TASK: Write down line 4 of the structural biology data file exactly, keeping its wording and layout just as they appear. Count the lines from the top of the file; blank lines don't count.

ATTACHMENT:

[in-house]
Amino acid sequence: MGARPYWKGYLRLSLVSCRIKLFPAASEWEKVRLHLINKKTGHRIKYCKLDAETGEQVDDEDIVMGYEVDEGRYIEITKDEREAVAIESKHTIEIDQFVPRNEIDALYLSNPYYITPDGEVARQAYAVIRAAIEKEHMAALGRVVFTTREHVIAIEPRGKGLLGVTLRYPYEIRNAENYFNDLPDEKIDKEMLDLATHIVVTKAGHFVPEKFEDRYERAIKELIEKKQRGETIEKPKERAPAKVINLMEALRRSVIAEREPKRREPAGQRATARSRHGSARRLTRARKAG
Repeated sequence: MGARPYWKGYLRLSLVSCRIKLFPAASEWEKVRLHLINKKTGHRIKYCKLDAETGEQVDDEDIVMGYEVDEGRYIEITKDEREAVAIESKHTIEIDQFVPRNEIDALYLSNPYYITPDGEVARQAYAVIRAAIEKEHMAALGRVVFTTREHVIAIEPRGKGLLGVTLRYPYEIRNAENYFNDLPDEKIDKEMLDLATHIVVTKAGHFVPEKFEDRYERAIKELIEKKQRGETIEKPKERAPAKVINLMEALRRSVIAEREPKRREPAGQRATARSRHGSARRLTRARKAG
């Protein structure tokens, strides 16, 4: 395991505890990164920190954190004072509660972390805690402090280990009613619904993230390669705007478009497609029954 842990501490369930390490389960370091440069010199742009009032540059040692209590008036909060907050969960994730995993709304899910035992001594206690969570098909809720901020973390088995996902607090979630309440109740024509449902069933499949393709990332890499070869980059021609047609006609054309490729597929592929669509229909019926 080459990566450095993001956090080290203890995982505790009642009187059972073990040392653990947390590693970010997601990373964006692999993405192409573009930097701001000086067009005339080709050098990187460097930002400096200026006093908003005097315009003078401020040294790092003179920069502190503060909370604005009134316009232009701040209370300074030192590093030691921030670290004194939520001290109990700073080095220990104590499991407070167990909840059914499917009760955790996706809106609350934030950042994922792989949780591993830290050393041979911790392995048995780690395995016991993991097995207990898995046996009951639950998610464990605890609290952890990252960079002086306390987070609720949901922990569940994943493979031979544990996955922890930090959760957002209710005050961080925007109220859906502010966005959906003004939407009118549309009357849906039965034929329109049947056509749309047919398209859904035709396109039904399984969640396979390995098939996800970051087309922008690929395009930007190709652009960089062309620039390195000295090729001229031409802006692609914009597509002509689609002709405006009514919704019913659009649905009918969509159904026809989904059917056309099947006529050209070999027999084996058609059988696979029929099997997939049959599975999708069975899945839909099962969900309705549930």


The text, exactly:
């Protein structure tokens, strides 16, 4: 395991505890990164920190954190004072509660972390805690402090280990009613619904993230390669705007478009497609029954 842990501490369930390490389960370091440069010199742009009032540059040692209590008036909060907050969960994730995993709304899910035992001594206690969570098909809720901020973390088995996902607090979630309440109740024509449902069933499949393709990332890499070869980059021609047609006609054309490729597929592929669509229909019926 080459990566450095993001956090080290203890995982505790009642009187059972073990040392653990947390590693970010997601990373964006692999993405192409573009930097701001000086067009005339080709050098990187460097930002400096200026006093908003005097315009003078401020040294790092003179920069502190503060909370604005009134316009232009701040209370300074030192590093030691921030670290004194939520001290109990700073080095220990104590499991407070167990909840059914499917009760955790996706809106609350934030950042994922792989949780591993830290050393041979911790392995048995780690395995016991993991097995207990898995046996009951639950998610464990605890609290952890990252960079002086306390987070609720949901922990569940994943493979031979544990996955922890930090959760957002209710005050961080925007109220859906502010966005959906003004939407009118549309009357849906039965034929329109049947056509749309047919398209859904035709396109039904399984969640396979390995098939996800970051087309922008690929395009930007190709652009960089062309620039390195000295090729001229031409802006692609914009597509002509689609002709405006009514919704019913659009649905009918969509159904026809989904059917056309099947006529050209070999027999084996058609059988696979029929099997997939049959599975999708069975899945839909099962969900309705549930």